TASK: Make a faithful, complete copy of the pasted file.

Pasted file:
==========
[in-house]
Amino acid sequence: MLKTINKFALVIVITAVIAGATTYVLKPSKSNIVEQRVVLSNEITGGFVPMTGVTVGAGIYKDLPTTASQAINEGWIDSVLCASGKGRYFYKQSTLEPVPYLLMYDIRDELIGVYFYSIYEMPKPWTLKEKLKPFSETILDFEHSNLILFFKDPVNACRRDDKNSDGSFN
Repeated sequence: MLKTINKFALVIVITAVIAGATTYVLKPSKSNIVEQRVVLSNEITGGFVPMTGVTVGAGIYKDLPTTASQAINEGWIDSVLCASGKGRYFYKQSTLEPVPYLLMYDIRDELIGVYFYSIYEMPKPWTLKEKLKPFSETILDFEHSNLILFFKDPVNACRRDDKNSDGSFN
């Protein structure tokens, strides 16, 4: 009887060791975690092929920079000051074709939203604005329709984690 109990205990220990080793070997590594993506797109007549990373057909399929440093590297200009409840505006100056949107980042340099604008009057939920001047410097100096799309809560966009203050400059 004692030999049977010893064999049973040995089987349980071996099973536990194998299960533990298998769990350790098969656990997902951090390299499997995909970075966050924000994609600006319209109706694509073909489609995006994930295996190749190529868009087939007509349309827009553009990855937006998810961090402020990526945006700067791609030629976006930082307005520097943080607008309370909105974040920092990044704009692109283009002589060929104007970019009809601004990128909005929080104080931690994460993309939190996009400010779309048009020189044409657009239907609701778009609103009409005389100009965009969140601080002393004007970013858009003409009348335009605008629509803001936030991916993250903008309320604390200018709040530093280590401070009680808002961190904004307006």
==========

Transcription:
[in-house]
Amino acid sequence: MLKTINKFALVIVITAVIAGATTYVLKPSKSNIVEQRVVLSNEITGGFVPMTGVTVGAGIYKDLPTTASQAINEGWIDSVLCASGKGRYFYKQSTLEPVPYLLMYDIRDELIGVYFYSIYEMPKPWTLKEKLKPFSETILDFEHSNLILFFKDPVNACRRDDKNSDGSFN
Repeated sequence: MLKTINKFALVIVITAVIAGATTYVLKPSKSNIVEQRVVLSNEITGGFVPMTGVTVGAGIYKDLPTTASQAINEGWIDSVLCASGKGRYFYKQSTLEPVPYLLMYDIRDELIGVYFYSIYEMPKPWTLKEKLKPFSETILDFEHSNLILFFKDPVNACRRDDKNSDGSFN
């Protein structure tokens, strides 16, 4: 009887060791975690092929920079000051074709939203604005329709984690 109990205990220990080793070997590594993506797109007549990373057909399929440093590297200009409840505006100056949107980042340099604008009057939920001047410097100096799309809560966009203050400059 004692030999049977010893064999049973040995089987349980071996099973536990194998299960533990298998769990350790098969656990997902951090390299499997995909970075966050924000994609600006319209109706694509073909489609995006994930295996190749190529868009087939007509349309827009553009990855937006998810961090402020990526945006700067791609030629976006930082307005520097943080607008309370909105974040920092990044704009692109283009002589060929104007970019009809601004990128909005929080104080931690994460993309939190996009400010779309048009020189044409657009239907609701778009609103009409005389100009965009969140601080002393004007970013858009003409009348335009605008629509803001936030991916993250903008309320604390200018709040530093280590401070009680808002961190904004307006």